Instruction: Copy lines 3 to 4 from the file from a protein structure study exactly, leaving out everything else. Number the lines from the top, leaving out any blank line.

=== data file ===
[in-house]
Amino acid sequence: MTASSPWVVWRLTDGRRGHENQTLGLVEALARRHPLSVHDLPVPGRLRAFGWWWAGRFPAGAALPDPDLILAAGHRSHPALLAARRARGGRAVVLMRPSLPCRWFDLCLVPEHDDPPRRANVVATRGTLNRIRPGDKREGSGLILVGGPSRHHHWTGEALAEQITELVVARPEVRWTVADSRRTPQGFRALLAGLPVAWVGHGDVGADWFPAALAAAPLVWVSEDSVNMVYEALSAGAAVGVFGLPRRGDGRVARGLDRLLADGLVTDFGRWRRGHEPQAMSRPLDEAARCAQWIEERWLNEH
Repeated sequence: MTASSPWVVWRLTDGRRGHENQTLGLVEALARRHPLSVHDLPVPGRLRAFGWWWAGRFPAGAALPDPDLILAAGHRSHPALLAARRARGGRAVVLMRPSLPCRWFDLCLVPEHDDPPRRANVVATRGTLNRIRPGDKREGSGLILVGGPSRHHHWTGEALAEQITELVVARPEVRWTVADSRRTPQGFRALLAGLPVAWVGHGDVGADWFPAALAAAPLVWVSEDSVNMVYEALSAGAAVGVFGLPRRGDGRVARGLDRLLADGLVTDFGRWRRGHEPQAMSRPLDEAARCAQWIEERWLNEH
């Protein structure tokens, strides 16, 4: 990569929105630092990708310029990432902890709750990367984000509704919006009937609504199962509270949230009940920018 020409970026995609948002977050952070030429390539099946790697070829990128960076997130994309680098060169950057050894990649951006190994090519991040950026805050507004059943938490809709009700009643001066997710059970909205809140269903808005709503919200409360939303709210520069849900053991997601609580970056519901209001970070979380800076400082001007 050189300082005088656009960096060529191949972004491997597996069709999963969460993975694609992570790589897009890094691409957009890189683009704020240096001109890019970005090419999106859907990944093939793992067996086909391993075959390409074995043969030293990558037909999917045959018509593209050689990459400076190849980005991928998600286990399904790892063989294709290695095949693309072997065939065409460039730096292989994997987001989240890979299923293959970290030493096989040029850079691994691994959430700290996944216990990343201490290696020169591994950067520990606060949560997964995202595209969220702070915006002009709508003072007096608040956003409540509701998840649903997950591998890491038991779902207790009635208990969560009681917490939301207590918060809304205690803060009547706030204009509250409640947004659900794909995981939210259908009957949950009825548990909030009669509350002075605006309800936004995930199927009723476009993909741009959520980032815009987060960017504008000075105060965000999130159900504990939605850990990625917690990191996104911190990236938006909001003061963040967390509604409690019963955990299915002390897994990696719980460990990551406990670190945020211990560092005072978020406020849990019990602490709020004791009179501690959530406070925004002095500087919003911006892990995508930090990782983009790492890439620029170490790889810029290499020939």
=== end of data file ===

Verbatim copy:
Repeated sequence: MTASSPWVVWRLTDGRRGHENQTLGLVEALARRHPLSVHDLPVPGRLRAFGWWWAGRFPAGAALPDPDLILAAGHRSHPALLAARRARGGRAVVLMRPSLPCRWFDLCLVPEHDDPPRRANVVATRGTLNRIRPGDKREGSGLILVGGPSRHHHWTGEALAEQITELVVARPEVRWTVADSRRTPQGFRALLAGLPVAWVGHGDVGADWFPAALAAAPLVWVSEDSVNMVYEALSAGAAVGVFGLPRRGDGRVARGLDRLLADGLVTDFGRWRRGHEPQAMSRPLDEAARCAQWIEERWLNEH
């Protein structure tokens, strides 16, 4: 990569929105630092990708310029990432902890709750990367984000509704919006009937609504199962509270949230009940920018 020409970026995609948002977050952070030429390539099946790697070829990128960076997130994309680098060169950057050894990649951006190994090519991040950026805050507004059943938490809709009700009643001066997710059970909205809140269903808005709503919200409360939303709210520069849900053991997601609580970056519901209001970070979380800076400082001007 050189300082005088656009960096060529191949972004491997597996069709999963969460993975694609992570790589897009890094691409957009890189683009704020240096001109890019970005090419999106859907990944093939793992067996086909391993075959390409074995043969030293990558037909999917045959018509593209050689990459400076190849980005991928998600286990399904790892063989294709290695095949693309072997065939065409460039730096292989994997987001989240890979299923293959970290030493096989040029850079691994691994959430700290996944216990990343201490290696020169591994950067520990606060949560997964995202595209969220702070915006002009709508003072007096608040956003409540509701998840649903997950591998890491038991779902207790009635208990969560009681917490939301207590918060809304205690803060009547706030204009509250409640947004659900794909995981939210259908009957949950009825548990909030009669509350002075605006309800936004995930199927009723476009993909741009959520980032815009987060960017504008000075105060965000999130159900504990939605850990990625917690990191996104911190990236938006909001003061963040967390509604409690019963955990299915002390897994990696719980460990990551406990670190945020211990560092005072978020406020849990019990602490709020004791009179501690959530406070925004002095500087919003911006892990995508930090990782983009790492890439620029170490790889810029290499020939």